Kasia, what ever lead you to believe that we don't have free college because of religious conservatives???? I am an agnostic, so I don't care about religious conservatives, but I don't like to see anyone accused of something they are not responsible for.

Yes, many European countries have free college and free healthcare too, but they also have 50-60% income taxes to pay for it. Young people and many not so young don't seem to realize that NOTHING IS FREE. Someone has to pay for it. I am retired, so I shouldn't even care, but do you as a young person want to give up more than half of your weekly pay so that others can go to school for free? If you do, then knock your socks off and enjoy because that's where we are headed anyway.

3:14PM PDT on Jun 4, 2012

The college of the future will have no physical structures, and all classes will be on-line. The current campus and classroom model cannot be financially maintained.

2:26PM PDT on Jun 4, 2012

Maybe it's time for free university education for students. It's been highly successful in Europe and it's a large part of why China and India and other parts of South East Asia are taking our jobs: they have better educated people because the governments there have free education for those smart enough to go.

We're being left behind because of religious conservatives who simply want all the money that's left to themselves. Lets put these people in prison and run the country properly.

8:28AM PDT on Jun 4, 2012

Maybe it's time for a resurgence in Night Schools; yes, it will take longer to gain your qualification, but if you're working during the day and studying in the evening, you can avoid the huge debt burden - that's of course if you're lucky enough to find a job in the first place.......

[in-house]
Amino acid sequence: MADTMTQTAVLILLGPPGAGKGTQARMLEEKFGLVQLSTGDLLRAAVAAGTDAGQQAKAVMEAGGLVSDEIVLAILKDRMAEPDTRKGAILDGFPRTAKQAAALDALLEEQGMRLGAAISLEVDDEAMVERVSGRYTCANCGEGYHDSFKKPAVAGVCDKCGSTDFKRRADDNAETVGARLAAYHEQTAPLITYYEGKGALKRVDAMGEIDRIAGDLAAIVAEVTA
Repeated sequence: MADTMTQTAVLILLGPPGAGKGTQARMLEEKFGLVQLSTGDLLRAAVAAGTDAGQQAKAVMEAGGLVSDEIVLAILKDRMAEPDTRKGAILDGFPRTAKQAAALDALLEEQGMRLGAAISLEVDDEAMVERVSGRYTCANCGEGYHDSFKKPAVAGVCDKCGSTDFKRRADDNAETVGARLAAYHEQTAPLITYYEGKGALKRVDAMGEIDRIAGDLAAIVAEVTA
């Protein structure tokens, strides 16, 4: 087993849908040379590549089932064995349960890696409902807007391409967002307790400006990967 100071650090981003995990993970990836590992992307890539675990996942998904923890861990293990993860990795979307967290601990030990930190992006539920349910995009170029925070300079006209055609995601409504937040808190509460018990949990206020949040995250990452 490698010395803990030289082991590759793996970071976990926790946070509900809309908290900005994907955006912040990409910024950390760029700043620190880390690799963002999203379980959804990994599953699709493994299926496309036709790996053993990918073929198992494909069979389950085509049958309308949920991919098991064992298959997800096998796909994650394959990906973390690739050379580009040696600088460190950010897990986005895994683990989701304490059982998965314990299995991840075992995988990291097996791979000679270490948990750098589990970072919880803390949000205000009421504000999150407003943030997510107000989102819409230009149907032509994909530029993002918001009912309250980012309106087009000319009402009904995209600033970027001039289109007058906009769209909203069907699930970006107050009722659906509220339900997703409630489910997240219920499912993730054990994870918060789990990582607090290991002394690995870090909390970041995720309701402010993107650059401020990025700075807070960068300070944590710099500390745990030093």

3:28AM PDT on Jun 4, 2012


4:28PM PDT on Jun 3, 2012

More to come if Romeny wins and it will not just be student loans

5:58PM PDT on Jun 2, 2012

Gee, maybe we could . . . I don't know . . . get the governement out of it?

4:50PM PDT on Jun 2, 2012

Thanks for posting!

2:33PM PDT on Jun 2, 2012

@ Kasia Y. “These people are going to fill the essential instutions in our nation” Robert K is correct. Education is not a right. We only have such rights as our culture agrees that we have. I wonder what essential institutions you are referring to ? If you can find any essential ones, people that have shown fitness should be provided the necessary education to fulfill them at public expense. I assume that you are not referring to corporate institutions. They are able to fund any additions to their ranks. Concerning competition, the Chinese are clever enough to gain access to ALL results of US research and development, so success in those fields will be of no competitive help, but only a futile expense.

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Kristina Chew Kristina Chew teaches and writes about ancient Greek and Latin and is Online Advocacy and Marketing... more